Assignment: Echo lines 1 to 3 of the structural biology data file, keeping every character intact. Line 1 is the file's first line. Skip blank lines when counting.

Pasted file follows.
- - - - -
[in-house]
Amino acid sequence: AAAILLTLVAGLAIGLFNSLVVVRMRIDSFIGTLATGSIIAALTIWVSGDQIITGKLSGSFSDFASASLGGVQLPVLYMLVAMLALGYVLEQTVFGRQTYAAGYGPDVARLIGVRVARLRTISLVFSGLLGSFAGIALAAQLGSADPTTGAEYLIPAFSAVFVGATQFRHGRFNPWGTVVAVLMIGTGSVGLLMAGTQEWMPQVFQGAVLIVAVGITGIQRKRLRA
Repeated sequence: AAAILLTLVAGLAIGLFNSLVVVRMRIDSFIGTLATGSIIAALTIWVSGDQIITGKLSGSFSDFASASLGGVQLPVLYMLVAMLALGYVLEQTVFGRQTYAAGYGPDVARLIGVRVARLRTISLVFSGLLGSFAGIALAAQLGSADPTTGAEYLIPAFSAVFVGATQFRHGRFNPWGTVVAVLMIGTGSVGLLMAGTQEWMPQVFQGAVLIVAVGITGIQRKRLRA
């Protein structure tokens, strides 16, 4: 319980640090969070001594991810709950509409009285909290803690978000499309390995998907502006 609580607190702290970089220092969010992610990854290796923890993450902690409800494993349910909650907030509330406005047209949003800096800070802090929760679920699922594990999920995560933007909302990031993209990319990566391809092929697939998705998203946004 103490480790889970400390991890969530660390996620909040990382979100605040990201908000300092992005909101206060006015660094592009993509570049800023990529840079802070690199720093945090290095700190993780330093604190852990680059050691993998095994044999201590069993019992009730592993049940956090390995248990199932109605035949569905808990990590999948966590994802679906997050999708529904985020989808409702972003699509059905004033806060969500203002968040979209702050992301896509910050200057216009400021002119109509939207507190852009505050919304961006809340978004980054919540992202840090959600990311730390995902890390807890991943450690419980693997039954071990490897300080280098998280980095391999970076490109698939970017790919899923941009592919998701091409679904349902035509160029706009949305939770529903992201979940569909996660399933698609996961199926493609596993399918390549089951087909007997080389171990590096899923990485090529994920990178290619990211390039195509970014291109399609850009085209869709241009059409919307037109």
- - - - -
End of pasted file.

[in-house]
Amino acid sequence: AAAILLTLVAGLAIGLFNSLVVVRMRIDSFIGTLATGSIIAALTIWVSGDQIITGKLSGSFSDFASASLGGVQLPVLYMLVAMLALGYVLEQTVFGRQTYAAGYGPDVARLIGVRVARLRTISLVFSGLLGSFAGIALAAQLGSADPTTGAEYLIPAFSAVFVGATQFRHGRFNPWGTVVAVLMIGTGSVGLLMAGTQEWMPQVFQGAVLIVAVGITGIQRKRLRA
Repeated sequence: AAAILLTLVAGLAIGLFNSLVVVRMRIDSFIGTLATGSIIAALTIWVSGDQIITGKLSGSFSDFASASLGGVQLPVLYMLVAMLALGYVLEQTVFGRQTYAAGYGPDVARLIGVRVARLRTISLVFSGLLGSFAGIALAAQLGSADPTTGAEYLIPAFSAVFVGATQFRHGRFNPWGTVVAVLMIGTGSVGLLMAGTQEWMPQVFQGAVLIVAVGITGIQRKRLRA